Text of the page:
EU Council Presidency Releases Proposed Amendments to Draft ePrivacy Regulation
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On February 21, 2020, the Presidency of the Council of the European Union (“EU Council Presidency”) published a revised part of the proposed Regulation concerning the Respect for Private Life and the Protection of Personal Data in Electronic Communications and Repealing Directive 2002/58/EC (Regulation on Privacy and Electronic Communications), better known as “the Draft ePrivacy Regulation.”

These revisions follow from meeting discussions of the Working Party on Telecommunications and Information Society (the “WP Tele”), the Permanent Representatives Committee, and the Transport, Telecommunications and Energy Council. According to the EU Council Presidency, it became clear during these discussions that the existing proposed text of the Draft ePrivacy Regulation would not be supported by the majority of the Member States delegations who expressed their wish for substantial changes, in particular, the rules for the processing of metadata and use of cookies or similar technologies (i.e., Articles 6 and 8 of the Draft ePrivacy Regulation and related Recitals). Accordingly, the EU Council Presidency is proposing substantial revisions to these key provisions of the Draft ePrivacy Regulation, with the aim of further aligning the Draft ePrivacy Regulation with the EU General Data Protection Regulation (the “GDPR”).

The most significant revision proposed by the EU Council Presidency is that it introduces the possibility to rely on the “legitimate interest” ground to (1) process electronic communications’ metadata, and (2) place cookies or similar technologies on end-users’ terminals, subject to specific conditions and safeguards, namely:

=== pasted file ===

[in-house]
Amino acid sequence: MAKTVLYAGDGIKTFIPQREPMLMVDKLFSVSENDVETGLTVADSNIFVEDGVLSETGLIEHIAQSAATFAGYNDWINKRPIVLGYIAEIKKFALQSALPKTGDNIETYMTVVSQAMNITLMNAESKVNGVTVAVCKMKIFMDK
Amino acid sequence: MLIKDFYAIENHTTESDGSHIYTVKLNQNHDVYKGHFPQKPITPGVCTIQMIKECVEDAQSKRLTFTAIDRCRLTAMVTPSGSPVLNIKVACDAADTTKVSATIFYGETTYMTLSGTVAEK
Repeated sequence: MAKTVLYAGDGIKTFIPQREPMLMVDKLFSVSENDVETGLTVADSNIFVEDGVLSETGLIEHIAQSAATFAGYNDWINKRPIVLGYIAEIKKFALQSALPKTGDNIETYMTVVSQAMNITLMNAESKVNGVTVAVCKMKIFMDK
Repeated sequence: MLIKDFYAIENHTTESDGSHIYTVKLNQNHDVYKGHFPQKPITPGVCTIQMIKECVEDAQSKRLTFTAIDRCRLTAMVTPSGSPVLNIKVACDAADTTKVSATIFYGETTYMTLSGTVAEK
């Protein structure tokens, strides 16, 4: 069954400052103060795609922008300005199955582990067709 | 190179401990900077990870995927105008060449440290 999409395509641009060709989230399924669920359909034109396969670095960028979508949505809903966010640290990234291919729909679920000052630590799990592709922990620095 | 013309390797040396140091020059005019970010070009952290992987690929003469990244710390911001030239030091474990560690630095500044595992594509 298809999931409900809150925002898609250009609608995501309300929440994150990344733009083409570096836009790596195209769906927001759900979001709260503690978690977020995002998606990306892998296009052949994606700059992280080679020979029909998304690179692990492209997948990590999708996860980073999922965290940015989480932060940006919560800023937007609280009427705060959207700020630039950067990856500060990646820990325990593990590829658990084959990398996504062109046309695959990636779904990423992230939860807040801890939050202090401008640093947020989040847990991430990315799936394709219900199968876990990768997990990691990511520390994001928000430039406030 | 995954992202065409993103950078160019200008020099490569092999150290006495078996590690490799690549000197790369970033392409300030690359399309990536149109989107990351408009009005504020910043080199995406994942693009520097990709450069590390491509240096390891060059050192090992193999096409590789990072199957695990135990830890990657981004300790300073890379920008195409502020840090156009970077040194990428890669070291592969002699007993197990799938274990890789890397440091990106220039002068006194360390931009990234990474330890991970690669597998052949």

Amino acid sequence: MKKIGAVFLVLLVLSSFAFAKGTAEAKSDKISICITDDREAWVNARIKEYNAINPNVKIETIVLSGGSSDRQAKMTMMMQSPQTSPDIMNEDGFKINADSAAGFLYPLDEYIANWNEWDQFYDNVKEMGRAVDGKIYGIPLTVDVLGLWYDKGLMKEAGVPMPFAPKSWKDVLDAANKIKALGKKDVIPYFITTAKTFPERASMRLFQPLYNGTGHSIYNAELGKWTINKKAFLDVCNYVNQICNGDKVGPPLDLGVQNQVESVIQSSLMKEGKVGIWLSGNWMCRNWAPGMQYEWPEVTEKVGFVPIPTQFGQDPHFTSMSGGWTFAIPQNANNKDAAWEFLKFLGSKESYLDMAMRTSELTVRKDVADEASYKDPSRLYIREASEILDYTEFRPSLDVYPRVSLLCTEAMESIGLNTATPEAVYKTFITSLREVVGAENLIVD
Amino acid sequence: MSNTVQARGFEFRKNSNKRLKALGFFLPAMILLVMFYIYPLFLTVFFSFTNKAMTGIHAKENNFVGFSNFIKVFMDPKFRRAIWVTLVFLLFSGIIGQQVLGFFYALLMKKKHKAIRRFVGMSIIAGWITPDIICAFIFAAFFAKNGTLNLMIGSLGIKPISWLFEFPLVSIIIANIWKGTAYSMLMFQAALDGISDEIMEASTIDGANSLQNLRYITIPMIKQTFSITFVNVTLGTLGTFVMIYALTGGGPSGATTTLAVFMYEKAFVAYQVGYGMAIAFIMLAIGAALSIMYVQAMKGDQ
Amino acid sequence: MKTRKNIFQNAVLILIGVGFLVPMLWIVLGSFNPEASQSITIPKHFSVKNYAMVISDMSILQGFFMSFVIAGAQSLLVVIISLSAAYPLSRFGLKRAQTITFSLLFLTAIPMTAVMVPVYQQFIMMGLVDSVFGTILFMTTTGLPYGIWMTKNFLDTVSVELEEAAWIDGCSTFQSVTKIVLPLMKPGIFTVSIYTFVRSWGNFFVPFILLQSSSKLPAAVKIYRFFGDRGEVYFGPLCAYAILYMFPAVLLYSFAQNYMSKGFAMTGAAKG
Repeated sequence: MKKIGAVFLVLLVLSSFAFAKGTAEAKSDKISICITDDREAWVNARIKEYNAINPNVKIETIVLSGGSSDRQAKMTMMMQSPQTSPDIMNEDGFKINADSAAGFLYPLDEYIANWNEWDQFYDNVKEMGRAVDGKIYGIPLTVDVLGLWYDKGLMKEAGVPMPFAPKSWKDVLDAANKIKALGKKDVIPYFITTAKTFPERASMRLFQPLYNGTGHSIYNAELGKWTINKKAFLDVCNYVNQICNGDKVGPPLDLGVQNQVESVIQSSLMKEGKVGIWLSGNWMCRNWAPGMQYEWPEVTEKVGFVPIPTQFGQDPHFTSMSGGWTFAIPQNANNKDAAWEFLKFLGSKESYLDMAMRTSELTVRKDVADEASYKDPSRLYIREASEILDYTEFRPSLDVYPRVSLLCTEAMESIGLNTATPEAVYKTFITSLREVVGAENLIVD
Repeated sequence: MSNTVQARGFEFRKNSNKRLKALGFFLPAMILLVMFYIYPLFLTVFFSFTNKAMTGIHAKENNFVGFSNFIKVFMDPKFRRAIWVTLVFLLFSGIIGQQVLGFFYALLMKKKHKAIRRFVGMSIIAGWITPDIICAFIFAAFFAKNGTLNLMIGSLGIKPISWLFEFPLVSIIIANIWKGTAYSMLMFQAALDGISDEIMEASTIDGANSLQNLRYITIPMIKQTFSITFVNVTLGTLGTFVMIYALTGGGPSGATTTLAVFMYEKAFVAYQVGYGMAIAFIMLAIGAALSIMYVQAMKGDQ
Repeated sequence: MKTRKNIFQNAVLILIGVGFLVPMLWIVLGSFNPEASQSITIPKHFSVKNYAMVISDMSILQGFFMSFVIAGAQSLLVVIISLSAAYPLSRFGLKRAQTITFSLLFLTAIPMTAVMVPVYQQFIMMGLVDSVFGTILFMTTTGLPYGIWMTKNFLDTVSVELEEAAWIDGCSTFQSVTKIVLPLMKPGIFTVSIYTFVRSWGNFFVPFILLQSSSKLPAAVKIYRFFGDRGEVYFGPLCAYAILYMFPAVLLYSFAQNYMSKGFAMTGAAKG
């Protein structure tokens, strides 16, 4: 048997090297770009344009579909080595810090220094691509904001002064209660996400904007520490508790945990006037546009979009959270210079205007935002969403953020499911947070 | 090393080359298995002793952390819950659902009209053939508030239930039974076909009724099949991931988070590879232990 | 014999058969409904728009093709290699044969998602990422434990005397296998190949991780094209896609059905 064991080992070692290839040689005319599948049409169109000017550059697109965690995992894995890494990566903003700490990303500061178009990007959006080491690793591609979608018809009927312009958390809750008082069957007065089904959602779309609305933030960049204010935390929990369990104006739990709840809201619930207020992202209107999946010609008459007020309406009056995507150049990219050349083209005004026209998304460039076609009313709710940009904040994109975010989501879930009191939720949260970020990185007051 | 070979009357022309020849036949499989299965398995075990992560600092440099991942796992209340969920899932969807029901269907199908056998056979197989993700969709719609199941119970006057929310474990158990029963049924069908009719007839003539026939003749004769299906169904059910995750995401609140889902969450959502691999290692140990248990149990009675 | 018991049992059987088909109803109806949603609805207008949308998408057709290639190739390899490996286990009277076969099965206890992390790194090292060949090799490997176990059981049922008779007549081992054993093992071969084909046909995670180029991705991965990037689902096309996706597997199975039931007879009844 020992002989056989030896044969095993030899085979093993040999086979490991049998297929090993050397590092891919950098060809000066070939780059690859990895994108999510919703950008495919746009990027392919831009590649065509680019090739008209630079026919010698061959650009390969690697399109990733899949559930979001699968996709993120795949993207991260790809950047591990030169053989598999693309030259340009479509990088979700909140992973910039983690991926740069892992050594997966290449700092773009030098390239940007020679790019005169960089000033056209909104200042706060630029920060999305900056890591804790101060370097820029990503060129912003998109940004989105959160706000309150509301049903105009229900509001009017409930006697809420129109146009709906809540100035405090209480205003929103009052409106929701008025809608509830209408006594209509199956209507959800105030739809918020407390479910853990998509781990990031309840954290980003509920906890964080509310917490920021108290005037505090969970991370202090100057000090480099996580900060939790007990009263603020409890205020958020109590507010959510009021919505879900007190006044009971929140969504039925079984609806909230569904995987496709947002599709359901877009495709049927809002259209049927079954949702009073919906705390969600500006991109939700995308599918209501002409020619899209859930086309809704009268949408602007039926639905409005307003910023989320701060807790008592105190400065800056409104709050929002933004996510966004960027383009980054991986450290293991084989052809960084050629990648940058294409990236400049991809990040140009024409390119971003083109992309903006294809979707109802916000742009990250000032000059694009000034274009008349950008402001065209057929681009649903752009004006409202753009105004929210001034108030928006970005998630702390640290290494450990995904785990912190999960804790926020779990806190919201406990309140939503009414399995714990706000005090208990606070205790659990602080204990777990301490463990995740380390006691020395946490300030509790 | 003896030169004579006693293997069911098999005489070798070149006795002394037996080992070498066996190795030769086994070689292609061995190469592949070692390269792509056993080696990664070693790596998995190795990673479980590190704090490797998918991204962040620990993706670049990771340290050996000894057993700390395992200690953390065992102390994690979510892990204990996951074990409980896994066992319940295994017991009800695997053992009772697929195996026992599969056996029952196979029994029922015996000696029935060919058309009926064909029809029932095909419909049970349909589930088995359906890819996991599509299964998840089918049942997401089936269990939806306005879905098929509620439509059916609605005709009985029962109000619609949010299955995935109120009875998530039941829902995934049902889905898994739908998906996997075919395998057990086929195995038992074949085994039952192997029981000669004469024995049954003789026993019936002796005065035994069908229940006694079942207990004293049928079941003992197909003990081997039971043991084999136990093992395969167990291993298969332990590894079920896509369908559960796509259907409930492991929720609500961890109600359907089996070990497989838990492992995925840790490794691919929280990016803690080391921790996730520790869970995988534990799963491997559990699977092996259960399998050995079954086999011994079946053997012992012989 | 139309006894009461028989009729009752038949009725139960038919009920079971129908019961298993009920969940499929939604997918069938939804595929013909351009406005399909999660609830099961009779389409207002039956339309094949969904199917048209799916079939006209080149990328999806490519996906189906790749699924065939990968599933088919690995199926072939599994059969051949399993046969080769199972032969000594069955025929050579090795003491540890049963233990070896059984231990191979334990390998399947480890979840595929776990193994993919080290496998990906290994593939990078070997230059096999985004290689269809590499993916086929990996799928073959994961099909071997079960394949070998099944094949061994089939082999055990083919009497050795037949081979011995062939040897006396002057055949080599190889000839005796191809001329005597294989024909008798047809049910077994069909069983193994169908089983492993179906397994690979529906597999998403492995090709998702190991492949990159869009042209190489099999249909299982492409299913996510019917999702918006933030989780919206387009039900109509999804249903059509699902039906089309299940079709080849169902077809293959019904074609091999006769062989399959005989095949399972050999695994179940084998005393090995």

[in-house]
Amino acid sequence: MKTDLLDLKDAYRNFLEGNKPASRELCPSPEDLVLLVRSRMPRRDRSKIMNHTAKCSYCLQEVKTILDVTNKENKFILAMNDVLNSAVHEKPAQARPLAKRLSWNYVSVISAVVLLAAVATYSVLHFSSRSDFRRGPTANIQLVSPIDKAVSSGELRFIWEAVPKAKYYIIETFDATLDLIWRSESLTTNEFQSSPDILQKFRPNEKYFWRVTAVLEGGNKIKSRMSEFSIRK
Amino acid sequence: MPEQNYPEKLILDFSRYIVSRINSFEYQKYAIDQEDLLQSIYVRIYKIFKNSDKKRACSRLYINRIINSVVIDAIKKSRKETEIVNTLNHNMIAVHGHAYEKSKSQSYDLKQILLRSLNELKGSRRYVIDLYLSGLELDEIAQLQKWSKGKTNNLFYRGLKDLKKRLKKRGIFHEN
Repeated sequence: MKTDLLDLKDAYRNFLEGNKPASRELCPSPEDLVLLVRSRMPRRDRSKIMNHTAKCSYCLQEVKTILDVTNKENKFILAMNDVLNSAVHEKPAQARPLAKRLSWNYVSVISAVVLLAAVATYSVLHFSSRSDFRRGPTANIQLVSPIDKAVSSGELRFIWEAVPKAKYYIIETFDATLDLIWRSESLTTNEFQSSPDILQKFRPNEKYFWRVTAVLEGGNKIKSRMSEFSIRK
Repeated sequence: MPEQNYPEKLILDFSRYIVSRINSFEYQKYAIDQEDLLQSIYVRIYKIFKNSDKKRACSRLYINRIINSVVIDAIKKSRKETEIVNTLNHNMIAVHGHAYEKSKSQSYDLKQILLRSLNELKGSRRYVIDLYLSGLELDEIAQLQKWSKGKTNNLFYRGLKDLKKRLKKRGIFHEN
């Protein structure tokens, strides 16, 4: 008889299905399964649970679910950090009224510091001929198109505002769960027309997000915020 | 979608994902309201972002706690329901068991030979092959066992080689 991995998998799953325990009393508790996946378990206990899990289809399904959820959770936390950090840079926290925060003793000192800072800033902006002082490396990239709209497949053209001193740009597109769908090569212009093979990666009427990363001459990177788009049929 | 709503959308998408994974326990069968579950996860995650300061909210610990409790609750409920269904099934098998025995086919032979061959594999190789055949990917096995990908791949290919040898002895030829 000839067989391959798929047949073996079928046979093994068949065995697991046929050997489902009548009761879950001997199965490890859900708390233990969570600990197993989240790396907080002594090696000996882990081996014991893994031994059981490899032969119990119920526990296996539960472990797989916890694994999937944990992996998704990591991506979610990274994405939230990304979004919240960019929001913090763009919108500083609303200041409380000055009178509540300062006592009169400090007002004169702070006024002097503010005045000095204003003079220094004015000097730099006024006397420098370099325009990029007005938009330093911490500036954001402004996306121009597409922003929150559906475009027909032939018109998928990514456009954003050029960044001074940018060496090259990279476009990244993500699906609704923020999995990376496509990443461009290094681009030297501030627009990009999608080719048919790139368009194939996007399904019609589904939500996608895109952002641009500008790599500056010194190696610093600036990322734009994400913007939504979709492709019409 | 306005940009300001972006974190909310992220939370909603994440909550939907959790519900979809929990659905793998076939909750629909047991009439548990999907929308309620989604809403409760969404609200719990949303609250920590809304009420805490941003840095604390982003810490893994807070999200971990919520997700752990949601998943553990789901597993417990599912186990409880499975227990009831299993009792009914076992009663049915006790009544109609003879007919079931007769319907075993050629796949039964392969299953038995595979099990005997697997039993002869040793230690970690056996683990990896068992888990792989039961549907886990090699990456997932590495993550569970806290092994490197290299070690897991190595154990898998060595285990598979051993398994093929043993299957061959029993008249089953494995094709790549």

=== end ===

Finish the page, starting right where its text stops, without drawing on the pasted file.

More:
• conducting a data protection impact assessment and, where appropriate, consulting the relevant supervisory authority;
  • implementing appropriate security measures;
  • providing information to end-users about the data processing activities taking place;
  • providing end-users with the right to object to such data processing; and
  • refraining from sharing metadata or information collected via the use of cookies or similar technologies with third-parties, unless it has been previously anonymized.

However, pursuant to the proposed revisions, the end-users’ interests will be deemed to outweigh the interests of the electronic communications network or service providers if the metadata or information collected through cookies and similar technologies is used to determine the nature and characteristics of end-users, or to build individual profiles, as well as if sensitive personal data within the meaning of the GDPR is involved. Furthermore, the end-users’ interests will be deemed to override the interests of the service provider in the use of cookies or similar technologies if the end-user is a child.

The EU Council Presidency also proposes a number of revisions to the recitals of the Draft ePrivacy Regulation, in which it gives some examples of situations where the legitimate interest ground can be relied upon for the use of cookies or similar technologies. In particular, the revised recitals refer, for example, to situations where end-users are in an existing customer relationship with the service provider and (subject to certain conditions) cookies are used to ensure the security of information society services, to prevent fraud or detect technical faults, to fix security vulnerabilities and other security bugs, or for website content or services that are accessible without direct monetary payment and that are wholly or mainly financed by advertising (such as online newspapers and other press publications or audiovisual media services).

The EU Council Presidency’s revisions will be discussed at the next WP Tele meetings on March 5 and March 12, 2020. The EU Council Presidency also indicated that it is currently reflecting on additional revisions and intends to issue an additional document to be discussed during these meetings.


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